When Hue Jackson says something like “we want to run the football…” it doesn’t mean your knee jerk reaction should be to drop A.J. Green and Andy Dalton down your rankings. He means he wants to be winning, just like last year. He wants to be running out the clock, just like last year, only this year he wants to be getting more than a measly 3.6 yards per carry. He wants to play faster and get a bunch more plays off. He wants to keep pressure off Dalton. He wants to make the opponent stack the line, so Green has more space. He wants to move the chains and keep his defense off the field so they’ll be rested and ready when they come back out.

Still, it’s the quote that sticks. It’s the quote that makes us drool over Gio Bernard, hesitate over A.J. and throw Dalton under a speeding bus. The quote that makes the rookie drafters go nuts over Jeremy Hill expecting 500+ touches out of the backfield, but pay attention to the full quote, “We want to run the ball and have talented players on the outside.” He’s talking about Green and to lesser extents Tyler Eifert and Marvin Jones. Jackson’s not an idiot. He’s not going to limit his best players’ opportunities.

Hue Jackson’s Fantasy Impact
Year Position Top WR Prior Year Rank Final Fantasy Ranking
2003 OC Laveranues Coles WR12 WR13
2004 WR Coach Chad Johnson WR3 WR9
2005 WR Coach Chad Johnson WR9 WR4
2006 WR Coach Chad Johnson WR4 WR4
2007 OC Roddy White WR79 WR14
2010 OC Jacoby Ford NA WR51
2011 HC Darrius Heyward-Bey WR86 WR28

Before Hue Jackson was the Running Back Whisperer, he liked to air it out. He was the Bengals WR coach from 2004-2006, when Chad Johnson was a top-4 WR and T. J. “Whose-your-momma” was a perennial top-20 and in the greatest fantasy football commercial ever. Before that he was the Redskins OC where he rushed it only 44% of the time. When he was the Falcons’ OC in 2007, he rushed it 41% of the time. He only went run happy in Oakland (50.7% runs) because his QBs were Jason Campbell, Bruce Gradkowski and Kyle Boller, while Louis Murphy and Jacoby Ford were his top WRs. It’s no wonder he leaned so heavily on McFadden and Bush, but now he has options.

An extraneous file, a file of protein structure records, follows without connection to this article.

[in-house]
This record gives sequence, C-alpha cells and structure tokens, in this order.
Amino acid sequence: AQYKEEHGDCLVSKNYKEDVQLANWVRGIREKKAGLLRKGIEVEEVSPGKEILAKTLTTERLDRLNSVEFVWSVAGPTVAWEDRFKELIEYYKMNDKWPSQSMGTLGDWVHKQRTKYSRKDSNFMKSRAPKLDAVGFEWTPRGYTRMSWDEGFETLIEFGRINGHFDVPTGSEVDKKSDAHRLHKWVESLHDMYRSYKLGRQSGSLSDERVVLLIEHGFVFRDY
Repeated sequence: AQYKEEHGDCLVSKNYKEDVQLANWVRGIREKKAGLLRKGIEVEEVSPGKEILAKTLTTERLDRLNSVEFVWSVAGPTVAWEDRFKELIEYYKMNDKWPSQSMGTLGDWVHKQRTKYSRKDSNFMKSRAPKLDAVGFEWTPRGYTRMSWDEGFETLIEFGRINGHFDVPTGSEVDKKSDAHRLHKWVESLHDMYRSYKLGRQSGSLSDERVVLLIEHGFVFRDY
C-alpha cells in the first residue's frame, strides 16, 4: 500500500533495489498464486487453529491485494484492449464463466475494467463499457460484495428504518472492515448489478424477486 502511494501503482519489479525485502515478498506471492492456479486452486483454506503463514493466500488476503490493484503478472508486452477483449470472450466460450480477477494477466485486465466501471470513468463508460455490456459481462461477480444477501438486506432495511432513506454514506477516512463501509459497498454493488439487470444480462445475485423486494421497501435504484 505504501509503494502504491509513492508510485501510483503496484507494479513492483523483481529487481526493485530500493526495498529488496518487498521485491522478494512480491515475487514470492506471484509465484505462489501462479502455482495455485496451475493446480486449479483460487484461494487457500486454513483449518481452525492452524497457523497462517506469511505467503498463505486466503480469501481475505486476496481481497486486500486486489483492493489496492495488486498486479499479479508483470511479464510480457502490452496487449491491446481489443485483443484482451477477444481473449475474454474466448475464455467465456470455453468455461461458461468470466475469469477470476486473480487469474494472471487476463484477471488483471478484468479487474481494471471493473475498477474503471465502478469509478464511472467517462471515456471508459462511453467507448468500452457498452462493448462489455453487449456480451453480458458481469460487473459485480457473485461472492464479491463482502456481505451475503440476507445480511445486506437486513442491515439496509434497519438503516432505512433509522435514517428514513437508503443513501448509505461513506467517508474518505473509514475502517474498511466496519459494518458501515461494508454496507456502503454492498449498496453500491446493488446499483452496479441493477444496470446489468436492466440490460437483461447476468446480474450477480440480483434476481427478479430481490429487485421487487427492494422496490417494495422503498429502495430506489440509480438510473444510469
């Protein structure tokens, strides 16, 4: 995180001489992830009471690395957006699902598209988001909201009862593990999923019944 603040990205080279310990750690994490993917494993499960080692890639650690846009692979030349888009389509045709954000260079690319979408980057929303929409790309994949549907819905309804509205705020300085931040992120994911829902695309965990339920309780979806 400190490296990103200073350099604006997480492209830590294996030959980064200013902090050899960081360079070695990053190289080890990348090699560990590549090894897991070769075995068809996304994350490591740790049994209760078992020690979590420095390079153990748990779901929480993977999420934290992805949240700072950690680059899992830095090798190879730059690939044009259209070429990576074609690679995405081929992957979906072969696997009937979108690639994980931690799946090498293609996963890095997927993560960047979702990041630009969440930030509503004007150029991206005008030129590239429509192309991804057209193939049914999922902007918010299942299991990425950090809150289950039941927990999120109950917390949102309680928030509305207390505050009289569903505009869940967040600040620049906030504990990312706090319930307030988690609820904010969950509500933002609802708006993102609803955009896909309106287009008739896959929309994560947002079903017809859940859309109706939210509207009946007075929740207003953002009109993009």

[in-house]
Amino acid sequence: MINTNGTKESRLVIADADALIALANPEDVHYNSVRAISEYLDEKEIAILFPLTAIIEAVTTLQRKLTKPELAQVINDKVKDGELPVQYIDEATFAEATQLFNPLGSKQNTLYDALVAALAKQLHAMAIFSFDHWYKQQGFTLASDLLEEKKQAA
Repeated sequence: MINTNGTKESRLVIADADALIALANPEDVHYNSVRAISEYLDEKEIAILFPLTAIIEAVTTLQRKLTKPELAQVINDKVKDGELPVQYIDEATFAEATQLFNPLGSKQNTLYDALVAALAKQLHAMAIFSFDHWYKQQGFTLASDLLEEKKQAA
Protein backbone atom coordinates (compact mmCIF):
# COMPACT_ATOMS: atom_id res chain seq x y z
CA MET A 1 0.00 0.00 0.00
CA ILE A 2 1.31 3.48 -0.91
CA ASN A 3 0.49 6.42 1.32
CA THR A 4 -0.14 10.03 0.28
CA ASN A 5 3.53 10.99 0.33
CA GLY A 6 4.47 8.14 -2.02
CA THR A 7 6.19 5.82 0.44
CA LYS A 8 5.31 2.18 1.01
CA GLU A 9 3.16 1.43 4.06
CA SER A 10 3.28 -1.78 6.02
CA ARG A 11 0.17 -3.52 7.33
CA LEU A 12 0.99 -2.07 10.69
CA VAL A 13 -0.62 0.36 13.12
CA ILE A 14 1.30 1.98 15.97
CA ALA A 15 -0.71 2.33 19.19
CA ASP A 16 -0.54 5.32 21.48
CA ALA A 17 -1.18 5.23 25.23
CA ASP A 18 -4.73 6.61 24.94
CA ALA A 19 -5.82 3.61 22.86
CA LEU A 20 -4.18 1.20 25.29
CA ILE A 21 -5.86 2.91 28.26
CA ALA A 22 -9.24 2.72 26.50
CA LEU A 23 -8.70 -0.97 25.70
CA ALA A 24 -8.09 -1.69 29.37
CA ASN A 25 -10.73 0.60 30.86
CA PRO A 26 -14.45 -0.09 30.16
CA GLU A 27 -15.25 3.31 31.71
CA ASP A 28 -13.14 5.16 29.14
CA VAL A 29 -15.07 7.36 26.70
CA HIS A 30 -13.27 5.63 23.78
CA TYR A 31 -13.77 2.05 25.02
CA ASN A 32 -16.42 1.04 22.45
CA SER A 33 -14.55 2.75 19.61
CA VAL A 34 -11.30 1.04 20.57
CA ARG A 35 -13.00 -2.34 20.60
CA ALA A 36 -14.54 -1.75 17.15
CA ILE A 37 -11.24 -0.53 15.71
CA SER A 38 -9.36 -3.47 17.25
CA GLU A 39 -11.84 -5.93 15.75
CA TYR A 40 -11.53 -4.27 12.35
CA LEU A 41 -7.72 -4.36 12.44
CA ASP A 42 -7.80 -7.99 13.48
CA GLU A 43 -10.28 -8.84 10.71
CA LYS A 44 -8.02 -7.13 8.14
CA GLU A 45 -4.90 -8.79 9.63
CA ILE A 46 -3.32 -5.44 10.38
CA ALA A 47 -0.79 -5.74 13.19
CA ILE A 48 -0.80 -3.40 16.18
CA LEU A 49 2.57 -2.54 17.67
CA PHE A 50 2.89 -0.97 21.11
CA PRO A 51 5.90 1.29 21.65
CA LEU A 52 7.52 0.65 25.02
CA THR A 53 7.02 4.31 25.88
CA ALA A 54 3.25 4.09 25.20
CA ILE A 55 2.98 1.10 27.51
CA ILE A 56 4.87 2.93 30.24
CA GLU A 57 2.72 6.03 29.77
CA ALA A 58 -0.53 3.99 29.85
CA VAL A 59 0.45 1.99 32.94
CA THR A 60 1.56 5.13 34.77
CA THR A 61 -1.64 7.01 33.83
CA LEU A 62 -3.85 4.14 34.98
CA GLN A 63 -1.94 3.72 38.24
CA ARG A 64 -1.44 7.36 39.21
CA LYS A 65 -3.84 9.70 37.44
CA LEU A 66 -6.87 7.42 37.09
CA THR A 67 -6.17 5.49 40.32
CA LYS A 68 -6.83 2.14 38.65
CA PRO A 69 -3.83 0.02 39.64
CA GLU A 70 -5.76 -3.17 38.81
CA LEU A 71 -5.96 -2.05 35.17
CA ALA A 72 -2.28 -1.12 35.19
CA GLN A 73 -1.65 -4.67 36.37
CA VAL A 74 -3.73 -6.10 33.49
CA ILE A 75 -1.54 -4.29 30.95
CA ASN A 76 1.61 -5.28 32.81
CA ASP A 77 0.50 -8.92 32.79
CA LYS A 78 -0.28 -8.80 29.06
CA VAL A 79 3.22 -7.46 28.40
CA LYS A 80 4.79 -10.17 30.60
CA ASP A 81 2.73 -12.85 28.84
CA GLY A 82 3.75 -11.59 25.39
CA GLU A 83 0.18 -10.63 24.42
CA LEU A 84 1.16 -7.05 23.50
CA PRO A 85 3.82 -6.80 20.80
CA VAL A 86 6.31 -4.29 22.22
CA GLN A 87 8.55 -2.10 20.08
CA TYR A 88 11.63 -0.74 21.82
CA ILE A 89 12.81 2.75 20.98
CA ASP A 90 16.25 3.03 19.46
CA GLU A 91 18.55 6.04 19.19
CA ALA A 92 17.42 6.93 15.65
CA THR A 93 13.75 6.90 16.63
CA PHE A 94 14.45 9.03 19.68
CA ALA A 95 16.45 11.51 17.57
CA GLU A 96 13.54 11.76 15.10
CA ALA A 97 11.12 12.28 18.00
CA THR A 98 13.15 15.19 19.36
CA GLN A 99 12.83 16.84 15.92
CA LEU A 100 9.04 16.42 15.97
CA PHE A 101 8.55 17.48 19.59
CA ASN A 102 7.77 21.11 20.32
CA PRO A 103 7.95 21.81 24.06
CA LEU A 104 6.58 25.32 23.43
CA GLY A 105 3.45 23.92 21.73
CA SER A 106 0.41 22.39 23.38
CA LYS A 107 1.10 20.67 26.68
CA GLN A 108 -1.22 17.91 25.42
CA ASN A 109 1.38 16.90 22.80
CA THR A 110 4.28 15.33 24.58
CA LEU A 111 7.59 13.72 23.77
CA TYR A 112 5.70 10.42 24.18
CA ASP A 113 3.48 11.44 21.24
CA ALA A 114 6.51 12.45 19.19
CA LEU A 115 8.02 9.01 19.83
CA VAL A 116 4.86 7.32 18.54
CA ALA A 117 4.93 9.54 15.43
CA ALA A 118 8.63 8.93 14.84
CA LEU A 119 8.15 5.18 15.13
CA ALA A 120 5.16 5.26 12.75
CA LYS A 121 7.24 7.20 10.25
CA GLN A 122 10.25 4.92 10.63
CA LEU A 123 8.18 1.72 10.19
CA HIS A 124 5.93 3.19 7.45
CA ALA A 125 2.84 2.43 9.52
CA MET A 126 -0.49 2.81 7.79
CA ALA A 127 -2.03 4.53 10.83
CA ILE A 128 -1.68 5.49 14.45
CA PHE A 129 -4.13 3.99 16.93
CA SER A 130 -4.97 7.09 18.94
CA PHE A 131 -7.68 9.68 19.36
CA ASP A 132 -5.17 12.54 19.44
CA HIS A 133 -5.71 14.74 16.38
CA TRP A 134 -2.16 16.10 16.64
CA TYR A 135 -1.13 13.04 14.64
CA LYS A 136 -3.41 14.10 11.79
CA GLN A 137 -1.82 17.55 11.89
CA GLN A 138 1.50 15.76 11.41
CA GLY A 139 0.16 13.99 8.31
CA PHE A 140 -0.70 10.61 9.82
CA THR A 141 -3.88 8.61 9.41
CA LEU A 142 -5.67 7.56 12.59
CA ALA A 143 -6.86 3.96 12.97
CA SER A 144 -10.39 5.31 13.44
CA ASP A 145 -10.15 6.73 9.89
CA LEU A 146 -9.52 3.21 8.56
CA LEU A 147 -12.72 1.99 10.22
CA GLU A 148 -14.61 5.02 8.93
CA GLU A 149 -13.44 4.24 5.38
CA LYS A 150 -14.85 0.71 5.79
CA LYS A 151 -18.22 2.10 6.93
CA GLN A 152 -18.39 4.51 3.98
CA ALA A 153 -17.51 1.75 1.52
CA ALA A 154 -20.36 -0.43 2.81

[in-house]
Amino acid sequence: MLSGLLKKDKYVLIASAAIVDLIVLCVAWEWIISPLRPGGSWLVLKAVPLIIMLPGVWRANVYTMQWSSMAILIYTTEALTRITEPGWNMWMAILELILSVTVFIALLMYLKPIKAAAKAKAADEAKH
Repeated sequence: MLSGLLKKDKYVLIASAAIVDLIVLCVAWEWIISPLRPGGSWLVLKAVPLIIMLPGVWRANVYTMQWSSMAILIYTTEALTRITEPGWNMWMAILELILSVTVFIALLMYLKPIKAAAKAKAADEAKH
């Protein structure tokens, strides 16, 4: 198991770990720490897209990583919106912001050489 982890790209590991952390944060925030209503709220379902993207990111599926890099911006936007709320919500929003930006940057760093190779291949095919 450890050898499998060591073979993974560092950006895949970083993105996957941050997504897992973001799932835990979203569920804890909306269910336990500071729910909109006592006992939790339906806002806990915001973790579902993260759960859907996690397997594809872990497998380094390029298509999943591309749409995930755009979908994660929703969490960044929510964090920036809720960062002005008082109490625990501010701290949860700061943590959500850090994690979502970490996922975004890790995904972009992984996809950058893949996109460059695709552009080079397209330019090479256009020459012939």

Jackson coaches to his players; he doesn’t shove players into a system. Yes, he wants to run, all coaches do. Trust me, Green will feast against weak opponents early in games and if they do find themselves in shootouts (Denver in Week 16!), he will be targeted late, just as he was last year.  By the way, the Bengals ran it 45% of the time last year. They were fourth in the league in total plays and the latest word is that they want to speed things up and get even more plays in. If that 3.6 ypc becomes 4.2, that can happen as they move chains and hold leads.

As the season draws near, keep in mind that all coaches will say they want to run. More than likely, the games themselves (or the lack of a legitimate QB) will dictate whether they actually will have that opportunity. Remember to show caution as you get overfed tweets in this age of the 1,440 minute info cycle. Sometimes, the mind runs out of control, while the smart owner learns to read between the quotes.

Bonus Tip

Besides the Bengals passing game, I’m targeting the Colts running game this year. They have a cake (fantasy) schedule this year, opening @DEN, PHI,@JAX, TEN. I’m seeing 3-1 and racking up rushing attempts while playing from ahead. Their fantasy playoff schedule is @CLE, HOU, @DAL. I’m buying Trent Richardson at his ADP all day.